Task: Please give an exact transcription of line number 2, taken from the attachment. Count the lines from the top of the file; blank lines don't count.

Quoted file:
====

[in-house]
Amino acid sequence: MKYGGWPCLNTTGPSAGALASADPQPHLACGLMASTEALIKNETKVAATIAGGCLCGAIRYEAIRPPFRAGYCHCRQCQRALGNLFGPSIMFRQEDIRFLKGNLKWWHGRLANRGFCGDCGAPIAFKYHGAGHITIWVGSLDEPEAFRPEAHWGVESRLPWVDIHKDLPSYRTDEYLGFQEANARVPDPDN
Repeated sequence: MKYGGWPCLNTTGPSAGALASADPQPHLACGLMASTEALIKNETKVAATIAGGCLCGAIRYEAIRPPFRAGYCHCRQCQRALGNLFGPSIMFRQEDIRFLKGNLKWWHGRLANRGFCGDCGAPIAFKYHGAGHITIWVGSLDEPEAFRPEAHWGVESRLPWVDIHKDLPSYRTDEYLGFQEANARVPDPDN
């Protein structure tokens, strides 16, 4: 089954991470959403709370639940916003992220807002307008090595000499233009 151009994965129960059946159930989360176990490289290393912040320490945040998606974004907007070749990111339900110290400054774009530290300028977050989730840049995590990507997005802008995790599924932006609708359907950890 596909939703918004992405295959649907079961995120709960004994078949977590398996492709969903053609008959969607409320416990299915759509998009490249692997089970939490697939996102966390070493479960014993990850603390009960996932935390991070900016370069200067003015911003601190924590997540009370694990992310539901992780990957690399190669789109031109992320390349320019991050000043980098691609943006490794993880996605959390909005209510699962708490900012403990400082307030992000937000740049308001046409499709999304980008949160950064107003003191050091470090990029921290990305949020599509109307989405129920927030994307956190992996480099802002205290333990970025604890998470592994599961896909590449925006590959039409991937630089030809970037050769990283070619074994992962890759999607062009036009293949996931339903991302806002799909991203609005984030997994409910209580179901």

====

Amino acid sequence: MKYGGWPCLNTTGPSAGALASADPQPHLACGLMASTEALIKNETKVAATIAGGCLCGAIRYEAIRPPFRAGYCHCRQCQRALGNLFGPSIMFRQEDIRFLKGNLKWWHGRLANRGFCGDCGAPIAFKYHGAGHITIWVGSLDEPEAFRPEAHWGVESRLPWVDIHKDLPSYRTDEYLGFQEANARVPDPDN